Contrabland’s sound and indeed their entire presentation online – throughout their website and videos – is of a distinctly busy and brightly coloured nature. The opening track on this album (along with the artwork) lays the foundation well. Those opening moments present vintage snippets of voice and audio that feel chaotic but welcoming, and the words left lingering at the end – the fight against mental illness – have a certain, perhaps juxtaposed, poignancy about them.
American Idle is the first track to present that band’s full throttle musicality and it does so in a fitting, brilliantly energetic way. The display is fairly raw, you feel as if you’re at the live show, maybe down at the back – there’s a lo-fi muffle to much of it that adds to this nostalgic, 90’s rock aura. Old Fish / Rainbow Trout follows and is easily one of the most enjoyable tracks on the whole project. The set-up and the switch from the manic to the more mellow moments is brilliant. A definite personal favourite. The voices sound fantastic, gritty and united in this weird, free-flowing ocean (excuse the pun) of togetherness.
Hollywood is equally brilliant, the sheer mood created comes through soaked in nostalgic, emotional vibes, and there begins to appear a pretty clear string of ideas that hold the whole playlist together. The guitar riffs and the melodies are wonderful, it’s fuzz-heavy and thick and up front, but there’s so much going on among that. The final moments have a hypnotic, calming effect for their overwhelming energy and volume – you forget yourself as it plays; energizing escapism at its best.
Elsewhere on this project, there are numerous snippets of the past, references to the present, and ideas that provoke a certain level of thought about the future. Contrabland have had fun with this but they’ve also maintained a definite level of relevancy regarding the underlying sentiments. Every building block has been thoughtfully crafted and included with intent.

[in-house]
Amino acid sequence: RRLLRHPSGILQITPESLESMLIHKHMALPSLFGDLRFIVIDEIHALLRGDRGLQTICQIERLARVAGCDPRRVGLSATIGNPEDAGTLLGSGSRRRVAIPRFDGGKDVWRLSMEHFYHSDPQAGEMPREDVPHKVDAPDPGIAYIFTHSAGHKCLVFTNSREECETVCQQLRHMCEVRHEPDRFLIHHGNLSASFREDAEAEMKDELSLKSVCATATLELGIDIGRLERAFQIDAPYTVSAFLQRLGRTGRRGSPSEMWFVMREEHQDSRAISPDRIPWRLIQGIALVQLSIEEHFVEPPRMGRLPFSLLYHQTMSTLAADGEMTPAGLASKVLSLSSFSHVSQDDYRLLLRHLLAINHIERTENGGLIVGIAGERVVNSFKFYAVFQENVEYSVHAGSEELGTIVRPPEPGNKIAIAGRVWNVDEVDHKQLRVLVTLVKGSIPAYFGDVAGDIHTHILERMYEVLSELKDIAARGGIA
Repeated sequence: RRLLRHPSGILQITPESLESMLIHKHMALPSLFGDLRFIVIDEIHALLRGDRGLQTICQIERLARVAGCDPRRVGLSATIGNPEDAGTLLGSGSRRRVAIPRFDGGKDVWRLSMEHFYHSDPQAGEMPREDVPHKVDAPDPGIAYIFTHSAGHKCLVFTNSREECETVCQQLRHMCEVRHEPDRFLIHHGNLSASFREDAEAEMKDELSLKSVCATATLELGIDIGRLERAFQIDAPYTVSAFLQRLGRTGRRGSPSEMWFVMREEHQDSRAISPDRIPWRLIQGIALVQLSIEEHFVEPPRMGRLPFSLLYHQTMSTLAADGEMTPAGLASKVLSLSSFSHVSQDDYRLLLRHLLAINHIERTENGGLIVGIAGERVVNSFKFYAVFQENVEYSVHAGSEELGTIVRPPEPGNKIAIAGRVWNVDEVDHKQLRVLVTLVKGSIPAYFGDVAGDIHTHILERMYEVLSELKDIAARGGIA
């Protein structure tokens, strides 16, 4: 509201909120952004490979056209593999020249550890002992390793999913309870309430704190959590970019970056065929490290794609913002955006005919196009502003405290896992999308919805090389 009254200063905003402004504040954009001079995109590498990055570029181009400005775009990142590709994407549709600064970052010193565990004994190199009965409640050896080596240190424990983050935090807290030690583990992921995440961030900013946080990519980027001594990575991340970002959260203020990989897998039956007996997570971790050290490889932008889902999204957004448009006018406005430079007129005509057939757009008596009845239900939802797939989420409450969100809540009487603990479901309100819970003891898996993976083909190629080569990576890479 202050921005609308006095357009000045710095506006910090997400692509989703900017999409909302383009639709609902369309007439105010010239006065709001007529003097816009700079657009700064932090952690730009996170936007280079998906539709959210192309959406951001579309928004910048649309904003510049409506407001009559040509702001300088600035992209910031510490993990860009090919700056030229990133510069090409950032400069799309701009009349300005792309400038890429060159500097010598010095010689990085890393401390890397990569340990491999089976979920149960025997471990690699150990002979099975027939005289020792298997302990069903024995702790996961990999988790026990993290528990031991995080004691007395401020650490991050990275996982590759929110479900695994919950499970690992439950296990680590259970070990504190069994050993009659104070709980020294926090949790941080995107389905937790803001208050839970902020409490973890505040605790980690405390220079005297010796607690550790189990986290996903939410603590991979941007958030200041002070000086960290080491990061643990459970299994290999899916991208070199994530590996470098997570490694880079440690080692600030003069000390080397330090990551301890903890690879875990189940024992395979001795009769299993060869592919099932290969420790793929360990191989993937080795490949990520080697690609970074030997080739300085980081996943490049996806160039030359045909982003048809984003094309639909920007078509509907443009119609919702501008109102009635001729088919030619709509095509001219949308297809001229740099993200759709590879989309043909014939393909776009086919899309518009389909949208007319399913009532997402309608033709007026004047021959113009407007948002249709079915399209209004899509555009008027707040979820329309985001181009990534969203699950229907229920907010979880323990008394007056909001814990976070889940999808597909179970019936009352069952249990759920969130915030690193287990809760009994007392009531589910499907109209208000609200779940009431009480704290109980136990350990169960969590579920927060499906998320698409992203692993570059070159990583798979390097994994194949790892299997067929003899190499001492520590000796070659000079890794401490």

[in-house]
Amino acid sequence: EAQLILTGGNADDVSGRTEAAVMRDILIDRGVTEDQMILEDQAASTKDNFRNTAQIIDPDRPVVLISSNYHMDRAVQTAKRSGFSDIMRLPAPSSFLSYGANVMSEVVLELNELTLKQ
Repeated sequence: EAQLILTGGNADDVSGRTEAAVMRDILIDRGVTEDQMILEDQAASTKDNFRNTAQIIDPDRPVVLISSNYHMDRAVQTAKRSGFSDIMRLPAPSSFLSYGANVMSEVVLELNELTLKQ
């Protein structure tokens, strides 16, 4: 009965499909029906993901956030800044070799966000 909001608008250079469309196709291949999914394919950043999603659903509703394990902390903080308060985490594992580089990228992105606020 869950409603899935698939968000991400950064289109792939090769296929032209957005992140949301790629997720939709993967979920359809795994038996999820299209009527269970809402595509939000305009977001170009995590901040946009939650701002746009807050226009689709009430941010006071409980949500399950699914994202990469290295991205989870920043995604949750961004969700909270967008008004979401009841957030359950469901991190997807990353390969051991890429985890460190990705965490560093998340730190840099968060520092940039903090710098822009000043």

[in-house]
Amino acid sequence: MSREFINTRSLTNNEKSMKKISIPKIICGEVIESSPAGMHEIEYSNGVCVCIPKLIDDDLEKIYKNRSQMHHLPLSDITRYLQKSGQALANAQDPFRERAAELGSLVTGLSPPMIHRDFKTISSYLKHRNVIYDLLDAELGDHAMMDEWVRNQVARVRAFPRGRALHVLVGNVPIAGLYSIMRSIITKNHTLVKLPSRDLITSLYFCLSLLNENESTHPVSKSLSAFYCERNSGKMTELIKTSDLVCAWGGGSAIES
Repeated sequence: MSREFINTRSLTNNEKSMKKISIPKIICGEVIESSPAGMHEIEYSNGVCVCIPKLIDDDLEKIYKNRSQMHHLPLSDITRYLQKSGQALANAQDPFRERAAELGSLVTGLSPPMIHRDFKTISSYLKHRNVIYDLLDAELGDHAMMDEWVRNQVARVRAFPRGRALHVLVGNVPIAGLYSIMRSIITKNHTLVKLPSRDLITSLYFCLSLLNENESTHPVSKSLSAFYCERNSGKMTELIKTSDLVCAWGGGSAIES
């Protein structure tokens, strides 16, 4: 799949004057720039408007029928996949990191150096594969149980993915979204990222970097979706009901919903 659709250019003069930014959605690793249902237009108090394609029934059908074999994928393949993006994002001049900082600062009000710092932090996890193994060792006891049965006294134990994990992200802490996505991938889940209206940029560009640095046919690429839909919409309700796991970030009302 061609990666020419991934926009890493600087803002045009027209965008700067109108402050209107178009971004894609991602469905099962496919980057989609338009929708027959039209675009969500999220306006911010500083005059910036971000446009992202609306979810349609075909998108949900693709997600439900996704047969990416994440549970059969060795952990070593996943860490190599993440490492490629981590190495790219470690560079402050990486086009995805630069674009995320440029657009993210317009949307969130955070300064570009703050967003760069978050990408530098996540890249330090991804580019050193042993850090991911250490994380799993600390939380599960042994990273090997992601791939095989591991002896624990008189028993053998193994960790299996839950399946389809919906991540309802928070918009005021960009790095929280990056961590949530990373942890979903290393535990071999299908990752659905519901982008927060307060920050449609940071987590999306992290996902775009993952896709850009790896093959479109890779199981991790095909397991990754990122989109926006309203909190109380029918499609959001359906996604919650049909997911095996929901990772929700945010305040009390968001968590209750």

Without overloading you with far too much detail from a track by track angle, there isn’t a song on this album that disappoints. On the contrary, every new step offers something refreshing and blissfully all-encompassing. I Don’t Like You Anymore is stunning, vibrant and fast-paced, honest – and unapologetic in being so.
The energy, and musicianship throughout the project is incredibly impressive, so much so that you may question what speed you’ve set your streaming to. A live show from Contrabland would likely bring through that fresh, expressive, energetic indie-rock and punk-pop edge that has so notably been missing from modern mainstream music lately.
Mixing things up a little is Boy Toy – intriguing, a thick bass-line and compelling story hold you captive. And as the album approaches its end, the band show no signs of slowing down. Hey You has a mellow glow about it, but the guitars and the drums are no less hyped and striking. You gather a greater understanding of the intentions of the project as the songs pour through, the mood of the music and the raw, gritty presentation style feeds into this further. Eventually, songs like Jaded Generation lay it all out in plain view.
The band express their observations in a fitting way, the soundscapes accompany the concepts pretty flawlessly – this left-of-the-social-norm aura. They’re not in your face with views, these are indeed just observations for the most part, but it’s all very cleverly crafted, and the music soaks you in a manner that lets it all feel very real and quite inescapable.
Dance, Monkey, Dance marks the end of the journey. A classic indie-rock anthem emerges, a reverb-soaked leading vocal, passionate and powerful, fast-paced and straight to the point. The hook is everything the title implies, it repeats at such a pace that you can’t help but move to it or join in – a fitting response to such a concept. Contrabland have ideas for miles and their music underlines these in a gorgeously alternative, hard-hitting way. This album is loaded with melodies, riffs, hooks, raw energy. Well worth a download.